Education policy: explaining, framing and forming
Type of work: Article (academic)
Categories:Education | Policy & Regulation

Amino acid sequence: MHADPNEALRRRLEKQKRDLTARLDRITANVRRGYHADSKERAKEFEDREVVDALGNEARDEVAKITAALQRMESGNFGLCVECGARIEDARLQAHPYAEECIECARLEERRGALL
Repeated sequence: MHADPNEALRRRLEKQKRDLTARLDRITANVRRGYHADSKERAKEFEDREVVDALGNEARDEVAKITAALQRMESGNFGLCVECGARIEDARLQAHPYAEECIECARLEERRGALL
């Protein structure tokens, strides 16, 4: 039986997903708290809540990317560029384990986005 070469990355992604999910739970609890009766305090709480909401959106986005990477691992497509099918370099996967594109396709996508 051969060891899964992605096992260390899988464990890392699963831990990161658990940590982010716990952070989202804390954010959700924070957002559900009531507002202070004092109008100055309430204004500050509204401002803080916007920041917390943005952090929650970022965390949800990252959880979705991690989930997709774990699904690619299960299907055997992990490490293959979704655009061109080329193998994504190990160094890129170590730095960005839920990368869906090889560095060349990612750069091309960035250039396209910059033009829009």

This paper presents a new heuristic device for the analysis of educational policy. Through an examination of the Evaluative State and the work of Brian Fay, the paper considers the way in which educational policy is subject to rational and linear forms of policy action and implementation. To counter this, positioning theory is deployed to consider the way in which we are produced both by discourse and the language of the ‘moment’ in discursive acts. Using the work of Gee, the paper contends that policy texts and policy Discourse ‘themselves form policy, that is, they position policy-explanation and policy-framing within the bounds of the institution and so give policy form’. Problematically, such mechanisms may succumb to the ‘death of subject’ and accordingly I offer a third method by which we might conceive of education policy: the discursively produced position call. Subsequently, I propose a tri-partite theory for the examination and understanding of policy: policy-explaining, the production of policy texts; policy-framing, the ways in which all can be positioned by texts and Discourse to produce the meanings imbued upon policy; and, policy-forming, the impact of moment-by-moment conversational acts for their production of the policy text itself, that is, the ways in which policy is locally formed rather than locally mediated.